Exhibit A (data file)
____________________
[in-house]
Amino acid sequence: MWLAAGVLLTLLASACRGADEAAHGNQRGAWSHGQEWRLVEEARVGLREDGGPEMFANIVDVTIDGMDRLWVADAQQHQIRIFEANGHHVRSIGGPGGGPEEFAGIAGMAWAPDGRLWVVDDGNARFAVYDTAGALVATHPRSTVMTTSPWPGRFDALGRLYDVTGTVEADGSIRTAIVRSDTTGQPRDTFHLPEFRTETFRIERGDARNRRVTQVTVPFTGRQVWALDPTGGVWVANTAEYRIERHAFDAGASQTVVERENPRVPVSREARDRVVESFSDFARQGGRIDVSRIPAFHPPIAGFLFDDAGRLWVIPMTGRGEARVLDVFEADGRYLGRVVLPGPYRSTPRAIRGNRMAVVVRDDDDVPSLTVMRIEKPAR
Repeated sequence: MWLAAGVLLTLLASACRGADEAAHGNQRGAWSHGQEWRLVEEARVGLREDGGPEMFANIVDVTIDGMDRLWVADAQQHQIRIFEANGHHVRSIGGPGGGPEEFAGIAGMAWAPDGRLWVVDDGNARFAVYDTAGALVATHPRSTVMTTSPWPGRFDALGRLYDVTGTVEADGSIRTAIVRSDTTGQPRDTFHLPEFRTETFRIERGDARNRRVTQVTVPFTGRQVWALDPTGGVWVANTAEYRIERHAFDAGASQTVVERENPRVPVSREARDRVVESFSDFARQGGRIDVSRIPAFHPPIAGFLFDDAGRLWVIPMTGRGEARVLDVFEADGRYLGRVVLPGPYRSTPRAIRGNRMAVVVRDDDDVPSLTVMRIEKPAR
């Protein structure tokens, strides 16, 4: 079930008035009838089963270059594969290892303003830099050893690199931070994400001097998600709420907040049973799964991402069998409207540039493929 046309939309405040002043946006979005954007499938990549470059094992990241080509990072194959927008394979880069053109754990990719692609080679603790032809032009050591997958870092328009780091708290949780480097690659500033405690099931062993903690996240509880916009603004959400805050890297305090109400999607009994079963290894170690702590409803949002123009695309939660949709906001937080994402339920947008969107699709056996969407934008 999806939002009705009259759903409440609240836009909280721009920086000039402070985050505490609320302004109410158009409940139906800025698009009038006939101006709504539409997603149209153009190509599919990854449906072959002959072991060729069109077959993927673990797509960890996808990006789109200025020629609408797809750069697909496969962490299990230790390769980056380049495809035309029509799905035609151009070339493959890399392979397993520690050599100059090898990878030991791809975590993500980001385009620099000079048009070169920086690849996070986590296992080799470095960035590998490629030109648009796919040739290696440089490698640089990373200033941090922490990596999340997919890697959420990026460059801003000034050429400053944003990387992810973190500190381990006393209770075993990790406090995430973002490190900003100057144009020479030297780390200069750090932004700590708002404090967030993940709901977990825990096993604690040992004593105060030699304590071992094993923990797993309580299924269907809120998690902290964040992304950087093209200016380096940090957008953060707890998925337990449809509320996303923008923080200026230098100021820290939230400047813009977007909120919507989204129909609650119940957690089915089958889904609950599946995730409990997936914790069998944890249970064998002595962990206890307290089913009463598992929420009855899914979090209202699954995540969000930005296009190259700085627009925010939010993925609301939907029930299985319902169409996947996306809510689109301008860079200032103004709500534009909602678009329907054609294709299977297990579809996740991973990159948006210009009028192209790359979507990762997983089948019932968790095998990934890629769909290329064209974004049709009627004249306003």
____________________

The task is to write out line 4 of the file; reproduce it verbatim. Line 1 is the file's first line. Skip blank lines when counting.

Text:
């Protein structure tokens, strides 16, 4: 079930008035009838089963270059594969290892303003830099050893690199931070994400001097998600709420907040049973799964991402069998409207540039493929 046309939309405040002043946006979005954007499938990549470059094992990241080509990072194959927008394979880069053109754990990719692609080679603790032809032009050591997958870092328009780091708290949780480097690659500033405690099931062993903690996240509880916009603004959400805050890297305090109400999607009994079963290894170690702590409803949002123009695309939660949709906001937080994402339920947008969107699709056996969407934008 999806939002009705009259759903409440609240836009909280721009920086000039402070985050505490609320302004109410158009409940139906800025698009009038006939101006709504539409997603149209153009190509599919990854449906072959002959072991060729069109077959993927673990797509960890996808990006789109200025020629609408797809750069697909496969962490299990230790390769980056380049495809035309029509799905035609151009070339493959890399392979397993520690050599100059090898990878030991791809975590993500980001385009620099000079048009070169920086690849996070986590296992080799470095960035590998490629030109648009796919040739290696440089490698640089990373200033941090922490990596999340997919890697959420990026460059801003000034050429400053944003990387992810973190500190381990006393209770075993990790406090995430973002490190900003100057144009020479030297780390200069750090932004700590708002404090967030993940709901977990825990096993604690040992004593105060030699304590071992094993923990797993309580299924269907809120998690902290964040992304950087093209200016380096940090957008953060707890998925337990449809509320996303923008923080200026230098100021820290939230400047813009977007909120919507989204129909609650119940957690089915089958889904609950599946995730409990997936914790069998944890249970064998002595962990206890307290089913009463598992929420009855899914979090209202699954995540969000930005296009190259700085627009925010939010993925609301939907029930299985319902169409996947996306809510689109301008860079200032103004709500534009909602678009329907054609294709299977297990579809996740991973990159948006210009009028192209790359979507990762997983089948019932968790095998990934890629769909290329064209974004049709009627004249306003």